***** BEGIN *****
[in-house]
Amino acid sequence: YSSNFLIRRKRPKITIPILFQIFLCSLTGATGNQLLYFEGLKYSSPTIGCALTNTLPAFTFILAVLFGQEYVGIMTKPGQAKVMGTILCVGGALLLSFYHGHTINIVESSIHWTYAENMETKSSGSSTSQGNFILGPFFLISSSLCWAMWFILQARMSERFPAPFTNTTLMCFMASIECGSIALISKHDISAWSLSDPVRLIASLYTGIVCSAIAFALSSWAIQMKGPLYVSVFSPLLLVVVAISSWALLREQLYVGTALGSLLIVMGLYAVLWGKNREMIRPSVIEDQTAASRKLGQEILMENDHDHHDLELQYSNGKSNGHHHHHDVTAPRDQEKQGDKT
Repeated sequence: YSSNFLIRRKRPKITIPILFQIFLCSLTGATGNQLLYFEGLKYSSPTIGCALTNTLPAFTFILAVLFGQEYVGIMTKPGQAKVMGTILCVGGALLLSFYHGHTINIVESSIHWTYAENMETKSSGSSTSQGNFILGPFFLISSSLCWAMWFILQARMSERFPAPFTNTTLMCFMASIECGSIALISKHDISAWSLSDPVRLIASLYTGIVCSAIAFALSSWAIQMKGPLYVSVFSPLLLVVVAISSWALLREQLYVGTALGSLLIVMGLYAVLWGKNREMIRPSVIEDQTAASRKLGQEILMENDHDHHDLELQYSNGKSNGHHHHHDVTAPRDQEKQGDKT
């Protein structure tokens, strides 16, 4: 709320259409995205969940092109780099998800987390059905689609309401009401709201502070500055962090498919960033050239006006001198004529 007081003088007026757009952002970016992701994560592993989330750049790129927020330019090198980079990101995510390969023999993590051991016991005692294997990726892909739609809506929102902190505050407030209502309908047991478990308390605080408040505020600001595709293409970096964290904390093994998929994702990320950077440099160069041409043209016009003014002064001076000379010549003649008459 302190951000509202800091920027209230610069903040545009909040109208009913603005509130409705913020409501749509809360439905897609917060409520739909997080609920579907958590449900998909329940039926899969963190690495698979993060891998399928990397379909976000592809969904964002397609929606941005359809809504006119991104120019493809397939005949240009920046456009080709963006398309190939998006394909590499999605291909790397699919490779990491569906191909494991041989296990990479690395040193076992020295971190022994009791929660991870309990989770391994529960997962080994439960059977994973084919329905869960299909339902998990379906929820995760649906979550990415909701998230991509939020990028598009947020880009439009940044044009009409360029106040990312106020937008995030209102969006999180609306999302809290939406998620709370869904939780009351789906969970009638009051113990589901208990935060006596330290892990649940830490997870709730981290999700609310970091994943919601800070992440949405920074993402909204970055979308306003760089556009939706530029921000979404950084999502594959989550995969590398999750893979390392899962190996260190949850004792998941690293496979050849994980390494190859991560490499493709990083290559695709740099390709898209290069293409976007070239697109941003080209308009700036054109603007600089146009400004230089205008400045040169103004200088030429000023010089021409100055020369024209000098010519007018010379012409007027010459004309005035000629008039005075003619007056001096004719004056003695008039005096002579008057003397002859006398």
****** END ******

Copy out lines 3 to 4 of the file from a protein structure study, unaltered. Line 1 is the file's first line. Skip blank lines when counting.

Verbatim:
Repeated sequence: YSSNFLIRRKRPKITIPILFQIFLCSLTGATGNQLLYFEGLKYSSPTIGCALTNTLPAFTFILAVLFGQEYVGIMTKPGQAKVMGTILCVGGALLLSFYHGHTINIVESSIHWTYAENMETKSSGSSTSQGNFILGPFFLISSSLCWAMWFILQARMSERFPAPFTNTTLMCFMASIECGSIALISKHDISAWSLSDPVRLIASLYTGIVCSAIAFALSSWAIQMKGPLYVSVFSPLLLVVVAISSWALLREQLYVGTALGSLLIVMGLYAVLWGKNREMIRPSVIEDQTAASRKLGQEILMENDHDHHDLELQYSNGKSNGHHHHHDVTAPRDQEKQGDKT
């Protein structure tokens, strides 16, 4: 709320259409995205969940092109780099998800987390059905689609309401009401709201502070500055962090498919960033050239006006001198004529 007081003088007026757009952002970016992701994560592993989330750049790129927020330019090198980079990101995510390969023999993590051991016991005692294997990726892909739609809506929102902190505050407030209502309908047991478990308390605080408040505020600001595709293409970096964290904390093994998929994702990320950077440099160069041409043209016009003014002064001076000379010549003649008459 302190951000509202800091920027209230610069903040545009909040109208009913603005509130409705913020409501749509809360439905897609917060409520739909997080609920579907958590449900998909329940039926899969963190690495698979993060891998399928990397379909976000592809969904964002397609929606941005359809809504006119991104120019493809397939005949240009920046456009080709963006398309190939998006394909590499999605291909790397699919490779990491569906191909494991041989296990990479690395040193076992020295971190022994009791929660991870309990989770391994529960997962080994439960059977994973084919329905869960299909339902998990379906929820995760649906979550990415909701998230991509939020990028598009947020880009439009940044044009009409360029106040990312106020937008995030209102969006999180609306999302809290939406998620709370869904939780009351789906969970009638009051113990589901208990935060006596330290892990649940830490997870709730981290999700609310970091994943919601800070992440949405920074993402909204970055979308306003760089556009939706530029921000979404950084999502594959989550995969590398999750893979390392899962190996260190949850004792998941690293496979050849994980390494190859991560490499493709990083290559695709740099390709898209290069293409976007070239697109941003080209308009700036054109603007600089146009400004230089205008400045040169103004200088030429000023010089021409100055020369024209000098010519007018010379012409007027010459004309005035000629008039005075003619007056001096004719004056003695008039005096002579008057003397002859006398």